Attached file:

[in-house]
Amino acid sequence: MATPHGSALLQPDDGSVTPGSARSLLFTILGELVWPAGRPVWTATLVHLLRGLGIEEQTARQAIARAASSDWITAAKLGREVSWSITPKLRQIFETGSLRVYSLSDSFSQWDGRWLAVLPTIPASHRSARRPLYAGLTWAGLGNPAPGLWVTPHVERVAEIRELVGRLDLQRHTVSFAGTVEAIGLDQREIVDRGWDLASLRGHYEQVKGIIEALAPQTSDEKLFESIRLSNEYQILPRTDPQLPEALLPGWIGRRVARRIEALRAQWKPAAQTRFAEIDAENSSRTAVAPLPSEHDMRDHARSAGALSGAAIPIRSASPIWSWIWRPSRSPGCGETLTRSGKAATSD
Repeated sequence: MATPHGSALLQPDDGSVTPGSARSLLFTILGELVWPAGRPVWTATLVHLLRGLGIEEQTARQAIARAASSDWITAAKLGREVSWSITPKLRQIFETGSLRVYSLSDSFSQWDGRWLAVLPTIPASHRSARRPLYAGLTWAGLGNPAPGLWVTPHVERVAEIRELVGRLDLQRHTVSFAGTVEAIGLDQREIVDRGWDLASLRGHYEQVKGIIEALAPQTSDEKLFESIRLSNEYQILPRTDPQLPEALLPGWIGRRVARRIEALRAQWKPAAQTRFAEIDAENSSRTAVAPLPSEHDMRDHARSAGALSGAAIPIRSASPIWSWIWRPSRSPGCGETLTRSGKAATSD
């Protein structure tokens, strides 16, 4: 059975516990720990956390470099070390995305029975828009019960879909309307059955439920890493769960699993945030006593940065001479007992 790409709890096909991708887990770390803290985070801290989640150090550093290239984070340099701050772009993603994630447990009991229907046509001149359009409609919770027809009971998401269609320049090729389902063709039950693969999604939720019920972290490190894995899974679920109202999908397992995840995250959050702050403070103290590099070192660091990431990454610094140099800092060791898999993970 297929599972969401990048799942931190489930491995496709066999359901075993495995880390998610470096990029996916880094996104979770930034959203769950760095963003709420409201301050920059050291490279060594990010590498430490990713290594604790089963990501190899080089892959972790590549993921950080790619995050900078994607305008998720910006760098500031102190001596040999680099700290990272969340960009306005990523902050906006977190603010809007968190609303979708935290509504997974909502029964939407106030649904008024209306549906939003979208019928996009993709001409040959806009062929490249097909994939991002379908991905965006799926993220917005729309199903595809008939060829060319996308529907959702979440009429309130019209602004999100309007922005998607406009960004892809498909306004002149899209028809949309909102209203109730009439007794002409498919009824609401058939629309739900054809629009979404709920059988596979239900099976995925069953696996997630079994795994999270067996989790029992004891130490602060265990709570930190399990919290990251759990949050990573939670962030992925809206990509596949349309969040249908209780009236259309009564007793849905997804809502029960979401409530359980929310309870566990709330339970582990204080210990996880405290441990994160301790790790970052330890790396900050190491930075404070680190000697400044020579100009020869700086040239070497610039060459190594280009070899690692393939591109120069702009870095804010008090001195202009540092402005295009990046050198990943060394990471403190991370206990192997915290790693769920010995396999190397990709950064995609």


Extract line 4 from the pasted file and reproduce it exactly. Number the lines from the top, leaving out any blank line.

């Protein structure tokens, strides 16, 4: 059975516990720990956390470099070390995305029975828009019960879909309307059955439920890493769960699993945030006593940065001479007992 790409709890096909991708887990770390803290985070801290989640150090550093290239984070340099701050772009993603994630447990009991229907046509001149359009409609919770027809009971998401269609320049090729389902063709039950693969999604939720019920972290490190894995899974679920109202999908397992995840995250959050702050403070103290590099070192660091990431990454610094140099800092060791898999993970 297929599972969401990048799942931190489930491995496709066999359901075993495995880390998610470096990029996916880094996104979770930034959203769950760095963003709420409201301050920059050291490279060594990010590498430490990713290594604790089963990501190899080089892959972790590549993921950080790619995050900078994607305008998720910006760098500031102190001596040999680099700290990272969340960009306005990523902050906006977190603010809007968190609303979708935290509504997974909502029964939407106030649904008024209306549906939003979208019928996009993709001409040959806009062929490249097909994939991002379908991905965006799926993220917005729309199903595809008939060829060319996308529907959702979440009429309130019209602004999100309007922005998607406009960004892809498909306004002149899209028809949309909102209203109730009439007794002409498919009824609401058939629309739900054809629009979404709920059988596979239900099976995925069953696996997630079994795994999270067996989790029992004891130490602060265990709570930190399990919290990251759990949050990573939670962030992925809206990509596949349309969040249908209780009236259309009564007793849905997804809502029960979401409530359980929310309870566990709330339970582990204080210990996880405290441990994160301790790790970052330890790396900050190491930075404070680190000697400044020579100009020869700086040239070497610039060459190594280009070899690692393939591109120069702009870095804010008090001195202009540092402005295009990046050198990943060394990471403190991370206990192997915290790693769920010995396999190397990709950064995609």